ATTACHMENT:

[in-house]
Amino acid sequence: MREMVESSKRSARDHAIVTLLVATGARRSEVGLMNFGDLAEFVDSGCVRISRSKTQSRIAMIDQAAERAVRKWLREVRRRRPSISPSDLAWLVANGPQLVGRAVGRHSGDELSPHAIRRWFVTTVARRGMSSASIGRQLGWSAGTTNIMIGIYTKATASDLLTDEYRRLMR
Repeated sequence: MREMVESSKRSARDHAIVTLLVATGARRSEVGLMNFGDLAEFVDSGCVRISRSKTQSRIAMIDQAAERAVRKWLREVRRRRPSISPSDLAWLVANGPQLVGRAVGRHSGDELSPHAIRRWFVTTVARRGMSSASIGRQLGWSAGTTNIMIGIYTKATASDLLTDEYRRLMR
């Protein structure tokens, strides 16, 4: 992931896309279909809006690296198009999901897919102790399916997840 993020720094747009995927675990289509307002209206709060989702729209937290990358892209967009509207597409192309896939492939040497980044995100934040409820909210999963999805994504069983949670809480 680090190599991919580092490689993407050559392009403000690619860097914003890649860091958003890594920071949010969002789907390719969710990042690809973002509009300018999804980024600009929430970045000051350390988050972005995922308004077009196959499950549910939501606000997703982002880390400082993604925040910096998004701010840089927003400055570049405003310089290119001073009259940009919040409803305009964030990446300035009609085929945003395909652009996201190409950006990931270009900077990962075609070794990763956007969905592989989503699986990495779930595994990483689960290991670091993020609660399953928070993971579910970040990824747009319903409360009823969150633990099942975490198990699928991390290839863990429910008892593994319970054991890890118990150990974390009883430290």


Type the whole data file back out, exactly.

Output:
[in-house]
Amino acid sequence: MREMVESSKRSARDHAIVTLLVATGARRSEVGLMNFGDLAEFVDSGCVRISRSKTQSRIAMIDQAAERAVRKWLREVRRRRPSISPSDLAWLVANGPQLVGRAVGRHSGDELSPHAIRRWFVTTVARRGMSSASIGRQLGWSAGTTNIMIGIYTKATASDLLTDEYRRLMR
Repeated sequence: MREMVESSKRSARDHAIVTLLVATGARRSEVGLMNFGDLAEFVDSGCVRISRSKTQSRIAMIDQAAERAVRKWLREVRRRRPSISPSDLAWLVANGPQLVGRAVGRHSGDELSPHAIRRWFVTTVARRGMSSASIGRQLGWSAGTTNIMIGIYTKATASDLLTDEYRRLMR
């Protein structure tokens, strides 16, 4: 992931896309279909809006690296198009999901897919102790399916997840 993020720094747009995927675990289509307002209206709060989702729209937290990358892209967009509207597409192309896939492939040497980044995100934040409820909210999963999805994504069983949670809480 680090190599991919580092490689993407050559392009403000690619860097914003890649860091958003890594920071949010969002789907390719969710990042690809973002509009300018999804980024600009929430970045000051350390988050972005995922308004077009196959499950549910939501606000997703982002880390400082993604925040910096998004701010840089927003400055570049405003310089290119001073009259940009919040409803305009964030990446300035009609085929945003395909652009996201190409950006990931270009900077990962075609070794990763956007969905592989989503699986990495779930595994990483689960290991670091993020609660399953928070993971579910970040990824747009319903409360009823969150633990099942975490198990699928991390290839863990429910008892593994319970054991890890118990150990974390009883430290």